Although it's rarely discussed, infertility is a problem that exists for black women too. Reproductive problems like endometriosis and fibroids are among the list of issues that can make conceiving a child after a certain age nearly impossible. Women like K. Michelle and Kenya Moore, who recently found out that she was pregnant, are sharing how they've managed to take control of their bodies (more specifically, their uteruses) by undergoing In vitro fertilization.
The procedure is an assisted reproductive technology that allows extracted eggs and sperm to be manually combined in a lab dish. Once fertilized, the embryos are transferred to the uterus and the mother is able to carry the child to term. This process is useful to women who have trouble conceiving, and is increasingly becoming more normalized.
Although the procedure can cost upwards of $100,000, the process is priceless for women who are infertile and dream of having children. Though sometimes this process may be performed a number of times before it is successful, Kenya Moore said that she got lucky on the first round.
"I don't have a horror story. It's weird because you hear other people's troubles with the injections and the hormones. And for me, it was a pretty simple process."
Scientifically, our eggs are less viable as we age, making this process popular among women who are hyper-focused on their careers or who have considered having kids after the age of thirty. Women like Kenya are opening up about the procedure to encourage other women to try procedures like IVF and egg freezing as means to outsmart those ticking time bombs that are our uteruses. In her interview with People, she opened up about the details of the procedure:
"You take the hormones to stimulate your ovaries, you go in for the procedure — obviously you're being monitored every day to where they need to see how many [ovarian follicles] you have, how big they're getting, when to extract. And then, obviously, the process when they grow to make sure they're growing at a certain rate and reach a certain size.
After that, they're ready to be implanted. You don't go under any anesthesia for the process and it doesn't hurt. You have to rest, which is always a great thing. To be quite honest, the thing that hurt the most was them sticking me with the IV when they had to extract the eggs because my veins are so tiny. But that's the only thing that was uncomfortable. The rest of it wasn't painful."
Kenya said in the interview that she administered her own hormones and, unlike other women who have undergone the process, did not suffer from any side effects and noted that the hardest part about the process was dealing with her fear of needles.
"[With IVF] they specifically tell you a start date to go and take a blood test because the ones you take over the counter, the pee-on-the-stick kind, don't always show the hormone level if it's not strong enough … so it may give you a negative when it's actually positive. So they rely on a blood test to show you how much of it you have in your system and how it's progressing.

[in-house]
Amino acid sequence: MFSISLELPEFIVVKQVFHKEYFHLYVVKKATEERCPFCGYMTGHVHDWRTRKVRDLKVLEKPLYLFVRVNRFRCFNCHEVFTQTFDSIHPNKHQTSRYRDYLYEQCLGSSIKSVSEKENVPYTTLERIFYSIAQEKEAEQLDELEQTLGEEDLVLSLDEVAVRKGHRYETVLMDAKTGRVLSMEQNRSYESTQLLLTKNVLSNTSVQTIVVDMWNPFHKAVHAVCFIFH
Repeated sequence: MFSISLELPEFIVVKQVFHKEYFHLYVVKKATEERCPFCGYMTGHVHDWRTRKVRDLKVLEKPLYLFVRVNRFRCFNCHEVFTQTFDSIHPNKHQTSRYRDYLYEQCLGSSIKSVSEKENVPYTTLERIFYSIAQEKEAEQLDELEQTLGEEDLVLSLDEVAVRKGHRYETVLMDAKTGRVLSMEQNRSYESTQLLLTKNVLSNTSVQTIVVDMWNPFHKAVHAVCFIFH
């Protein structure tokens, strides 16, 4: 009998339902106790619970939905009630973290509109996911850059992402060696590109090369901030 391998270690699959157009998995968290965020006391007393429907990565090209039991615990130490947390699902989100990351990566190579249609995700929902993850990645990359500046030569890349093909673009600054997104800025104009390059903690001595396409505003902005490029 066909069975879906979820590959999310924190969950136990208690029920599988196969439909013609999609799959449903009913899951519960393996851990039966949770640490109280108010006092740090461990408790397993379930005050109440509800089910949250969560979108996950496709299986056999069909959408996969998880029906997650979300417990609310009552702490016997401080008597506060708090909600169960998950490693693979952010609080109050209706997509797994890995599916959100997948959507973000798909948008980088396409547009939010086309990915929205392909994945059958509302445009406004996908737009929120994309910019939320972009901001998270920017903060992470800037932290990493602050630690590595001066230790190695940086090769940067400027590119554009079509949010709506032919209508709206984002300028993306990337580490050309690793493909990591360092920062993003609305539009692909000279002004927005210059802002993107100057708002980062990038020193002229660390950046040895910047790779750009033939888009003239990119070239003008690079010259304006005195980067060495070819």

As soon as I take the [blood] test and I'm driving home, I'm like, "I should just go and get a test from the supermarket." So I rode to the supermarket and literally took the test in the supermarket bathroom because I could not wait. It was just overwhelming. I could not wait. And it was positive. And then I got the call from the doctor later that day confirming that I was indeed pregnant and had a positive test and what my HCG levels were. She said it was all really good news. I was like, "Oh my God, I don't know what to say!"
Although she and her hubby don't know the sex of the baby yet, she reaffirmed in the interview that girl or boy, this baby would be her biggest blessing and we are super excited to watch her bump grow and finally meet Baby Twirl.
I was diagnosed with endometriosis years ago and I'm almost 25 years old; It's amazing to me that I'm at an age where I have to consider my egg count, and start planning my life around when I need to have a child before it's physically impossible. I'm in my bag, but I don't want my window of opportunity to have children to pass me by while I chase it.
Kenya's story is a reaffirmation for women like me who are worried that they may never conceive and a reminder that it's always a good time to pursue what really makes you happy. Kenya wanted a baby, and thanks to mother nature and modern technology, she'll have her wish before the end of 2018.
For generations. women including myself have been pressured to race their biological clocks; having to put their personal goals and ambitions aside so that they could have children before it was too late. Modern technology turns those tables and gives women the opportunity to make the decision to become a mother literally whenever they want to, and it's pretty lit.
To read the full interview click here.